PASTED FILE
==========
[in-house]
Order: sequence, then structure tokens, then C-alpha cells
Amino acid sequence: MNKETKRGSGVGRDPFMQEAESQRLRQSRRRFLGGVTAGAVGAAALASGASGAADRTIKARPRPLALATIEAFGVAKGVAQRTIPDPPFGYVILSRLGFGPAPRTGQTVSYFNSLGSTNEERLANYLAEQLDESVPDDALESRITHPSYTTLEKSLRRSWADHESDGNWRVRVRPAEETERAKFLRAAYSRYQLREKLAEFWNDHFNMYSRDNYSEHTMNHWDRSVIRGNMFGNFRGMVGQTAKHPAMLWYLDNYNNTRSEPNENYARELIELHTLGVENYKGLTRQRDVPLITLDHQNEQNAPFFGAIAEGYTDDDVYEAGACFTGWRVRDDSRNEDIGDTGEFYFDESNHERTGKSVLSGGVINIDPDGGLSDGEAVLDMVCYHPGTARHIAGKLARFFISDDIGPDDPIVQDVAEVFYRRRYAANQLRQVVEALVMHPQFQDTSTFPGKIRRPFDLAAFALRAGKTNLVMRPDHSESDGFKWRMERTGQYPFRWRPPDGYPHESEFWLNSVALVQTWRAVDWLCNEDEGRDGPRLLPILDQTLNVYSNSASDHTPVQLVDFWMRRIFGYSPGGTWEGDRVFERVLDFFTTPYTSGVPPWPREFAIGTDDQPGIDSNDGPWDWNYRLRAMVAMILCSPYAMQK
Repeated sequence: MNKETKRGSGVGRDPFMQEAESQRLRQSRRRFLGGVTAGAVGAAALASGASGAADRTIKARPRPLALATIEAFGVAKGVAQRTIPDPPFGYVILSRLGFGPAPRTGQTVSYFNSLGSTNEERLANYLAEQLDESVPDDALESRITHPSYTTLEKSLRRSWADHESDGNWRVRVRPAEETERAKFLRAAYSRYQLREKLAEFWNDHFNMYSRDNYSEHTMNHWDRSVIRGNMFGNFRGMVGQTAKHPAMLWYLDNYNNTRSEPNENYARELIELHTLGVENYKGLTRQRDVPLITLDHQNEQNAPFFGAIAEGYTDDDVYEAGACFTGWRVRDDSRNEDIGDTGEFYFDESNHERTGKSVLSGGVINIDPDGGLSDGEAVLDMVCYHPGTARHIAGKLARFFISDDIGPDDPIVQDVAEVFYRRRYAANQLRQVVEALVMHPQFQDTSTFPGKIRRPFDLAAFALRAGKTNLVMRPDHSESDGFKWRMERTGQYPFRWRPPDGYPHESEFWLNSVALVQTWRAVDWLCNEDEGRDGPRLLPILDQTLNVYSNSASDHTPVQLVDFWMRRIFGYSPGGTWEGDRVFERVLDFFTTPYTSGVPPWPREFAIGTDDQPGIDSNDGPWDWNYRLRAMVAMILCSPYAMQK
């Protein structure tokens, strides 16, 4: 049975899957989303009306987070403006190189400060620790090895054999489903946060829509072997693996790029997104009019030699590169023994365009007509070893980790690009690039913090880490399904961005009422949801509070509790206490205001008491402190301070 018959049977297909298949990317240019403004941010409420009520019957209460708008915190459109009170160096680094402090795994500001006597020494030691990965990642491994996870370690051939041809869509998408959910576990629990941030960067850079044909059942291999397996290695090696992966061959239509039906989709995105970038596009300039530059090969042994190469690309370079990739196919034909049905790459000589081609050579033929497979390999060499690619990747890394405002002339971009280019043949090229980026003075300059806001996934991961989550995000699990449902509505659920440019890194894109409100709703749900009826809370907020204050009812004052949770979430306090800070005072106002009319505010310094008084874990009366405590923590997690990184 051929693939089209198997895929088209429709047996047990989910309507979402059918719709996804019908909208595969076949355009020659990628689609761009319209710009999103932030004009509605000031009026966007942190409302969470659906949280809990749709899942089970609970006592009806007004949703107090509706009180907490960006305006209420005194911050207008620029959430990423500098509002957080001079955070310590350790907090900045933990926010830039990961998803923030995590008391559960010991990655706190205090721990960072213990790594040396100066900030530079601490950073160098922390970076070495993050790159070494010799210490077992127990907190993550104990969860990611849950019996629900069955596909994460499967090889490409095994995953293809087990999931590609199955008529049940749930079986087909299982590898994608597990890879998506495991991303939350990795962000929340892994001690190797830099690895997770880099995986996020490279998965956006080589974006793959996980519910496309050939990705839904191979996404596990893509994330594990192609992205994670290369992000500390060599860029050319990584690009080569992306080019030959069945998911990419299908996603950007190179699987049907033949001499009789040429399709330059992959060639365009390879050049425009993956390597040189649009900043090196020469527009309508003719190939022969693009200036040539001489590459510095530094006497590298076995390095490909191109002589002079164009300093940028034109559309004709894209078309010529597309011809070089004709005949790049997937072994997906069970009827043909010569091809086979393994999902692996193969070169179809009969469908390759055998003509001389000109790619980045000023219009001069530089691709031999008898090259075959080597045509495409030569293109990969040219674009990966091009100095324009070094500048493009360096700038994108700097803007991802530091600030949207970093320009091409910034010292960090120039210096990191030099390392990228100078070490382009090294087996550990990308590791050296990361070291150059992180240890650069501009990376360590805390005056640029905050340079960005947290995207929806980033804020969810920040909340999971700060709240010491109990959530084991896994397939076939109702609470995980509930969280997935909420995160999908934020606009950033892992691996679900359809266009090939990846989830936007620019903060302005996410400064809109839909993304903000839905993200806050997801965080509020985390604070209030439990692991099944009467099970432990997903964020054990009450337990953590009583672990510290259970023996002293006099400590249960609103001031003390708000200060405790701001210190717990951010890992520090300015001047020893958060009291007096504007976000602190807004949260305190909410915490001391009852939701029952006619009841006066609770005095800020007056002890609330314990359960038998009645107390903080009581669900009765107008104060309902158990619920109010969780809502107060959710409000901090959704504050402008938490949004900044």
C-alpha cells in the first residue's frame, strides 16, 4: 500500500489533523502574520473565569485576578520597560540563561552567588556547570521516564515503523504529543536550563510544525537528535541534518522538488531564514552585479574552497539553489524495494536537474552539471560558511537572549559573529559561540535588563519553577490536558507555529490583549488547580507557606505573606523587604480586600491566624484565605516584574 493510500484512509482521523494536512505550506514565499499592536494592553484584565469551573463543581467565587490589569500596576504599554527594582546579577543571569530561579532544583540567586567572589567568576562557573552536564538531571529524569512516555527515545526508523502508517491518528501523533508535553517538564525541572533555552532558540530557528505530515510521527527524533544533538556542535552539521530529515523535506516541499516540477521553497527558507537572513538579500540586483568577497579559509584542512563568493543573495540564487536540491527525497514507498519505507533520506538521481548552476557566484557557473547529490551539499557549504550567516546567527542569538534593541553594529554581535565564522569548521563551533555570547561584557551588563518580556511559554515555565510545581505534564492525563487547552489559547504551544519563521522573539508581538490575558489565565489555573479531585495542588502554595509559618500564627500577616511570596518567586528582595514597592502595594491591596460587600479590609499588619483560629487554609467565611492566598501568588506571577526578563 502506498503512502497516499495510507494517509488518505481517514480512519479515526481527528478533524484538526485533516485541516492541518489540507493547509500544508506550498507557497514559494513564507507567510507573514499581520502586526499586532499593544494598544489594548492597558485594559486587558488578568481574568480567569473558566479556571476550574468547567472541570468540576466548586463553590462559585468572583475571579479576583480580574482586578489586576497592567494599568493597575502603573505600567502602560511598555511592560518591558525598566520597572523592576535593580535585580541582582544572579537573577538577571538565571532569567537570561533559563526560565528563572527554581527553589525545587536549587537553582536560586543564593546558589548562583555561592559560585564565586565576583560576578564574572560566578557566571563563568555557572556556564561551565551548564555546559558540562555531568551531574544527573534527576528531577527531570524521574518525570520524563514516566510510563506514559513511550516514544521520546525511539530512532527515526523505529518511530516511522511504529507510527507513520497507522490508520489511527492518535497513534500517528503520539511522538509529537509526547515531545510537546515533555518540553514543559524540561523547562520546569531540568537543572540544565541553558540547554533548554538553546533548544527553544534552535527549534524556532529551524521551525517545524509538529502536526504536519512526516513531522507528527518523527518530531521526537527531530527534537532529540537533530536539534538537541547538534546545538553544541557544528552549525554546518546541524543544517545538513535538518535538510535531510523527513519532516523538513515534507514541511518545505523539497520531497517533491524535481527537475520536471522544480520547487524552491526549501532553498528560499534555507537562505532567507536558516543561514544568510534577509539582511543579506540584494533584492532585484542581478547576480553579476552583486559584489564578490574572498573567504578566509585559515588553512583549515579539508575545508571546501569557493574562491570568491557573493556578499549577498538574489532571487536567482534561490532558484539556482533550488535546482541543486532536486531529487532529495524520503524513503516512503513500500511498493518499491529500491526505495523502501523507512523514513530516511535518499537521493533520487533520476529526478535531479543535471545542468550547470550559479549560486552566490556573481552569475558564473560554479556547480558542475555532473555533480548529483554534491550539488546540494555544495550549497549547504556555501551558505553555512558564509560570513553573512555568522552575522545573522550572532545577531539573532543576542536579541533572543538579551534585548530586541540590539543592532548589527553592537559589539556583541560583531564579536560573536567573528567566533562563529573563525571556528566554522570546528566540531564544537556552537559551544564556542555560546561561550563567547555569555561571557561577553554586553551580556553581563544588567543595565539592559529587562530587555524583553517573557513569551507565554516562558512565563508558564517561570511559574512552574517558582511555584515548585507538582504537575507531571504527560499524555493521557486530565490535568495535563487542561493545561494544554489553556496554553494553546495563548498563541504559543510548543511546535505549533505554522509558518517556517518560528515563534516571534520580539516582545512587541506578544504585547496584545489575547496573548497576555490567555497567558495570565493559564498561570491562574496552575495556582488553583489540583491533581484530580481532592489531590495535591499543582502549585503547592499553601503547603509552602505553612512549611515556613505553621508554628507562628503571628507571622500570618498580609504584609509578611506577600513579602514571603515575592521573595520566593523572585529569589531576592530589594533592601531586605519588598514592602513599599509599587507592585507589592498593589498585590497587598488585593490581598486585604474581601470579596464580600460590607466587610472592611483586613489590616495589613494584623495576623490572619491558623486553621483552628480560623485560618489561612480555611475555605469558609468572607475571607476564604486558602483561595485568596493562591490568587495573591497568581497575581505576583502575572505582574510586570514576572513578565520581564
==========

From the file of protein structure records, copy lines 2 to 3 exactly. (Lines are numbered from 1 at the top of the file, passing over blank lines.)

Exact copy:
Order: sequence, then structure tokens, then C-alpha cells
Amino acid sequence: MNKETKRGSGVGRDPFMQEAESQRLRQSRRRFLGGVTAGAVGAAALASGASGAADRTIKARPRPLALATIEAFGVAKGVAQRTIPDPPFGYVILSRLGFGPAPRTGQTVSYFNSLGSTNEERLANYLAEQLDESVPDDALESRITHPSYTTLEKSLRRSWADHESDGNWRVRVRPAEETERAKFLRAAYSRYQLREKLAEFWNDHFNMYSRDNYSEHTMNHWDRSVIRGNMFGNFRGMVGQTAKHPAMLWYLDNYNNTRSEPNENYARELIELHTLGVENYKGLTRQRDVPLITLDHQNEQNAPFFGAIAEGYTDDDVYEAGACFTGWRVRDDSRNEDIGDTGEFYFDESNHERTGKSVLSGGVINIDPDGGLSDGEAVLDMVCYHPGTARHIAGKLARFFISDDIGPDDPIVQDVAEVFYRRRYAANQLRQVVEALVMHPQFQDTSTFPGKIRRPFDLAAFALRAGKTNLVMRPDHSESDGFKWRMERTGQYPFRWRPPDGYPHESEFWLNSVALVQTWRAVDWLCNEDEGRDGPRLLPILDQTLNVYSNSASDHTPVQLVDFWMRRIFGYSPGGTWEGDRVFERVLDFFTTPYTSGVPPWPREFAIGTDDQPGIDSNDGPWDWNYRLRAMVAMILCSPYAMQK